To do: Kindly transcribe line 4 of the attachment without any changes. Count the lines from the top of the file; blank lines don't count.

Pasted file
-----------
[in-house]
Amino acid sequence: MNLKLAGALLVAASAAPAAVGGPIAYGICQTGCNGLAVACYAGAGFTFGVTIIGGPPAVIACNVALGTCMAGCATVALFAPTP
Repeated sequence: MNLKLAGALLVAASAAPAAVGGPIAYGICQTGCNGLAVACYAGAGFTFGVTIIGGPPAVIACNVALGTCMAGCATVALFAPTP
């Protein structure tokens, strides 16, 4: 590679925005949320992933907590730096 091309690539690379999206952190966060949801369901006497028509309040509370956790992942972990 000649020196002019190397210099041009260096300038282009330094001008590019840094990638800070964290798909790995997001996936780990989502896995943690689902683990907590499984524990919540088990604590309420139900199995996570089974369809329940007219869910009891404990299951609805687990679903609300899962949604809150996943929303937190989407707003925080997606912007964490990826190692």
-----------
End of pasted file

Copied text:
């Protein structure tokens, strides 16, 4: 590679925005949320992933907590730096 091309690539690379999206952190966060949801369901006497028509309040509370956790992942972990 000649020196002019190397210099041009260096300038282009330094001008590019840094990638800070964290798909790995997001996936780990989502896995943690689902683990907590499984524990919540088990604590309420139900199995996570089974369809329940007219869910009891404990299951609805687990679903609300899962949604809150996943929303937190989407707003925080997606912007964490990826190692």